Health of herd is among annual moose hunt worries
PITTSBURG — In the northernmost reaches of New Hampshire’s Coos County, the moose population appears to be somewhat less affected by the parasites that have decimated the moose population elsewhere in the Granite State.
But as the October moose hunt approaches once again, the arguments against the annual event are growing louder in some parts of the North Country.
Pittsburg Selectman Steve Ellis, for example, wants the hunt suspended, if not eliminated. He said Friday the local economy depends on tourism. When visitors travel through on family trips and bus tours, moose are among the attractions they most want to see.
“We need the moose population,” said Ellis, noting that the state’s Fish and Game Department acknowledges the herd has dropped from about 7,500 just five years ago to the present estimated count of 4,500. That’s believed to be the lowest number in the 25-year history of the hunt.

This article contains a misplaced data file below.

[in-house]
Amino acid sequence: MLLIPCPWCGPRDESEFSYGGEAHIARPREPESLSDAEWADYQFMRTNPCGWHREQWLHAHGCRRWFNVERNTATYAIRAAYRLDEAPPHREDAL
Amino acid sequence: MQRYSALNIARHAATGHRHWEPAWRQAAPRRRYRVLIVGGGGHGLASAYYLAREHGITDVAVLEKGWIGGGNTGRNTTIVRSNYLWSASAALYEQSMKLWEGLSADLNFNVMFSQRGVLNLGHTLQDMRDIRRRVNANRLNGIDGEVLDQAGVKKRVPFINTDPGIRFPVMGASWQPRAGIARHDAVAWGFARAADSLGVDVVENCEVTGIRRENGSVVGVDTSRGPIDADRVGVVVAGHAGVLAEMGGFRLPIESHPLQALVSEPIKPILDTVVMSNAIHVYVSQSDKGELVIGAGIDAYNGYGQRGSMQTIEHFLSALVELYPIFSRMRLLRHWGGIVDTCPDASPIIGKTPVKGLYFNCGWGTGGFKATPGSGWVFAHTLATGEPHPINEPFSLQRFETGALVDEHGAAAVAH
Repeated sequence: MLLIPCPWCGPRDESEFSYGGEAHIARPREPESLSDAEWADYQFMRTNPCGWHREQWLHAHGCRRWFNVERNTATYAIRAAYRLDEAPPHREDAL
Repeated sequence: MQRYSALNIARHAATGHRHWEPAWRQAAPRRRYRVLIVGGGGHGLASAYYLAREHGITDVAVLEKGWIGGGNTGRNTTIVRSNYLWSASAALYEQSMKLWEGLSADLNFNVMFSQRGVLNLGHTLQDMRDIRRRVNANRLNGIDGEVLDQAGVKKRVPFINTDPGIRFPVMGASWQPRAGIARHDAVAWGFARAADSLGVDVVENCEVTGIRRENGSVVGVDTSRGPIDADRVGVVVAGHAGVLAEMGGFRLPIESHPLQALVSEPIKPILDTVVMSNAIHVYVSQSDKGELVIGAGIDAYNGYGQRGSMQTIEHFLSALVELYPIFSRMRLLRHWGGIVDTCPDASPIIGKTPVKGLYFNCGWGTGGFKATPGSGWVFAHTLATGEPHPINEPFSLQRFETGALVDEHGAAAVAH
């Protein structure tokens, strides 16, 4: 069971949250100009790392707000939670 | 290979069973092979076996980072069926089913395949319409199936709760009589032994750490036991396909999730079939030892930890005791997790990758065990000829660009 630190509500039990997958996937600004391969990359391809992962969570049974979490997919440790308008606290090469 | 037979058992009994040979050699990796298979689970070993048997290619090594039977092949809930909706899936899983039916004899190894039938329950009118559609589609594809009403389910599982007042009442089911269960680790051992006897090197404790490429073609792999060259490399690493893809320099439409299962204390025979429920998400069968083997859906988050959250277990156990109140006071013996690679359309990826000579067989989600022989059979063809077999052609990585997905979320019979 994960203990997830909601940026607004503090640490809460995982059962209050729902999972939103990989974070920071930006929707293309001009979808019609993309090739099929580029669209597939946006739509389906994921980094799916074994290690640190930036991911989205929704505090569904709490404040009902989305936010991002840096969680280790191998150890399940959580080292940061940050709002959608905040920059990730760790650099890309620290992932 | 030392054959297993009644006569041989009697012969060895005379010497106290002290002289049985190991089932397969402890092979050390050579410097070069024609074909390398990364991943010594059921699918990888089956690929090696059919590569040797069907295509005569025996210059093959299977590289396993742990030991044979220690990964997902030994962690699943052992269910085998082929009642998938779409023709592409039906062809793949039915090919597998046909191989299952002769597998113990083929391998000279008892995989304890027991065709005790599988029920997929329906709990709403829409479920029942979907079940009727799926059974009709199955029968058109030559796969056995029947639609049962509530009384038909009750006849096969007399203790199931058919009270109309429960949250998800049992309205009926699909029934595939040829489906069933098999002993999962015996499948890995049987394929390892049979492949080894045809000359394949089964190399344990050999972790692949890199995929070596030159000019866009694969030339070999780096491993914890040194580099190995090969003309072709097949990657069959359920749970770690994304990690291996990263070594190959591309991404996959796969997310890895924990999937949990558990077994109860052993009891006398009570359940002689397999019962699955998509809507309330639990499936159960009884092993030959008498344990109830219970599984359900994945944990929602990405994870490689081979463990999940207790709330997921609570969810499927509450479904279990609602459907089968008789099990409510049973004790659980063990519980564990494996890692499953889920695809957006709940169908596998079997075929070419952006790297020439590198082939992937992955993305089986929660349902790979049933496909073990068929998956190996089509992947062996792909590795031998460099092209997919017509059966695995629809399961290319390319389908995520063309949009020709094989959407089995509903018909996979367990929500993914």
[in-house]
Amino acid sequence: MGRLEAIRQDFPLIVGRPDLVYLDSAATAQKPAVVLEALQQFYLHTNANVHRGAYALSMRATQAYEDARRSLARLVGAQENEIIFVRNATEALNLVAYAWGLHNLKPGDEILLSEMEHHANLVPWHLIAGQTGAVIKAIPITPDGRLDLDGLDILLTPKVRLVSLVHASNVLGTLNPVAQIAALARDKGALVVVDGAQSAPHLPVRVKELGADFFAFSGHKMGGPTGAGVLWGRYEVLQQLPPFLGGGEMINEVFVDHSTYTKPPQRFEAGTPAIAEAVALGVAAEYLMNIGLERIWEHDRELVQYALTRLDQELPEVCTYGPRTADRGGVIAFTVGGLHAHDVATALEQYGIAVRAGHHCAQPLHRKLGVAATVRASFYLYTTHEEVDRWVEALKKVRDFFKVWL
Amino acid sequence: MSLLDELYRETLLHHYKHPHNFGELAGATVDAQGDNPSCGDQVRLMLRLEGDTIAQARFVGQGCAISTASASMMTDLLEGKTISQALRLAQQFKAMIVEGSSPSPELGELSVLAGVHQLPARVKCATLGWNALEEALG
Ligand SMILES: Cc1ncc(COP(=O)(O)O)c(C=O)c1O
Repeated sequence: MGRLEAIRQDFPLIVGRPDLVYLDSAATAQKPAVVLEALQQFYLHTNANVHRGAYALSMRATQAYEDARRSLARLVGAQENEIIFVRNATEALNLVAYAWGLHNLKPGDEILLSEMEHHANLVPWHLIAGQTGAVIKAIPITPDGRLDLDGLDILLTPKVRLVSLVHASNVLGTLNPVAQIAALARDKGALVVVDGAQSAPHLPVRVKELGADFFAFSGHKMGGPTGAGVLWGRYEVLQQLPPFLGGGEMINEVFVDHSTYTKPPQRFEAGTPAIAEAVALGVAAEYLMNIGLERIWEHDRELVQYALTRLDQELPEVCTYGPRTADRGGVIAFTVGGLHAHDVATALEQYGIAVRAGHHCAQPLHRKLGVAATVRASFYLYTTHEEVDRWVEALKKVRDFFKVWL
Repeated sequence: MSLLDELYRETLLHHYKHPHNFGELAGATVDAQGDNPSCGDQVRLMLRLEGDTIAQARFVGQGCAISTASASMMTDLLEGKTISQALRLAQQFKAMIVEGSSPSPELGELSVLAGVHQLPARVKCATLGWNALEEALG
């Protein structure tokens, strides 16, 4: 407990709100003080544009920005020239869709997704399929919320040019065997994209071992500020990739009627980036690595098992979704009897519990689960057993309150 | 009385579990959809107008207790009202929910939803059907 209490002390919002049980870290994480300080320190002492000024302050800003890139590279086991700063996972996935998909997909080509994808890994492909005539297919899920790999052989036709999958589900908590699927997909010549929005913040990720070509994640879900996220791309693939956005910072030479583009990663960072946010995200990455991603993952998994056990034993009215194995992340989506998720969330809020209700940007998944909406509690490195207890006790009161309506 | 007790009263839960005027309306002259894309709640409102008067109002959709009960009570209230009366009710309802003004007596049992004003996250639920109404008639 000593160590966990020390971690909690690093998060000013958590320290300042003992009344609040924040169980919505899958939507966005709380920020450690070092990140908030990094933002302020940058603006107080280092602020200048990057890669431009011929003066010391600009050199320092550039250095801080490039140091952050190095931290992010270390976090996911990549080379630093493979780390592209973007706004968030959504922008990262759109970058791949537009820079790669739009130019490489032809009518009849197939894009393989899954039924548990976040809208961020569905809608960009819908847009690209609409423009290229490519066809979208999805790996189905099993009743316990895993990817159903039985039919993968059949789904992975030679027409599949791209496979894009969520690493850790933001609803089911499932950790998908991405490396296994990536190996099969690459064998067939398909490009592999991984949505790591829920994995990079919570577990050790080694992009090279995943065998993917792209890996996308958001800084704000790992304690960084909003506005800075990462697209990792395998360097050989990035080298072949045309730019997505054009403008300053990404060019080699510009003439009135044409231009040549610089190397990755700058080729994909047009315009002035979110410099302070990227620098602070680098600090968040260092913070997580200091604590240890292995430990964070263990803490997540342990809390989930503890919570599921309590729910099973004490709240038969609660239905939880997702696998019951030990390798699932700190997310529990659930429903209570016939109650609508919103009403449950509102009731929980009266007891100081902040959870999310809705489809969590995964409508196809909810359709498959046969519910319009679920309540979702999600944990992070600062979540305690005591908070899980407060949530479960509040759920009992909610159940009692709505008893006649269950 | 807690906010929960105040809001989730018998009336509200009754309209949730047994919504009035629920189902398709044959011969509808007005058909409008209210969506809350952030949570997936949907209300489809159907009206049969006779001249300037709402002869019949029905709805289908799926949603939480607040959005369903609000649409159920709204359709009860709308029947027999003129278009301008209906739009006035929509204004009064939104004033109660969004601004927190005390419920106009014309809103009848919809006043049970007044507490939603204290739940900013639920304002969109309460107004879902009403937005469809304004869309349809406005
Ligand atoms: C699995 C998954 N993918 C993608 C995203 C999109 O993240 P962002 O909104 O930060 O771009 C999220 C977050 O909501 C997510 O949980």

Hunters are chosen by lottery, and the number of permits to be awarded is determined every two years based, in part, on the health of the herd. There were 275 permits issued for this year’s Oct. 19-27 hunt, the same number as last year. Five years ago, the number was 675.
“Mother Nature has stepped in already; we don’t need the moose hunt to reduce the population further. We can stop the hunt right now,” said Ellis, whose father, Dr. William A. Ellis, was a New Hampshire Fish and Game commissioner in the 1940s.
Moose have been clobbered by an explosion in the tick population, with some moose carrying more than 100,000 ticks.
Kristine Rines, Fish and Game’s moose project leader since 1985, said ticks are literally bleeding the herd, causing anemia and sickening the large animals, sometimes fatally. Brain worm is another mooseparasite.
Ellis said he’ll continue to press the case for fewer hunting permits or a suspension of the hunt.“It will be discussed,” Rines said. “We have to determine the health of the herd, and we get that information in the fall,” she said.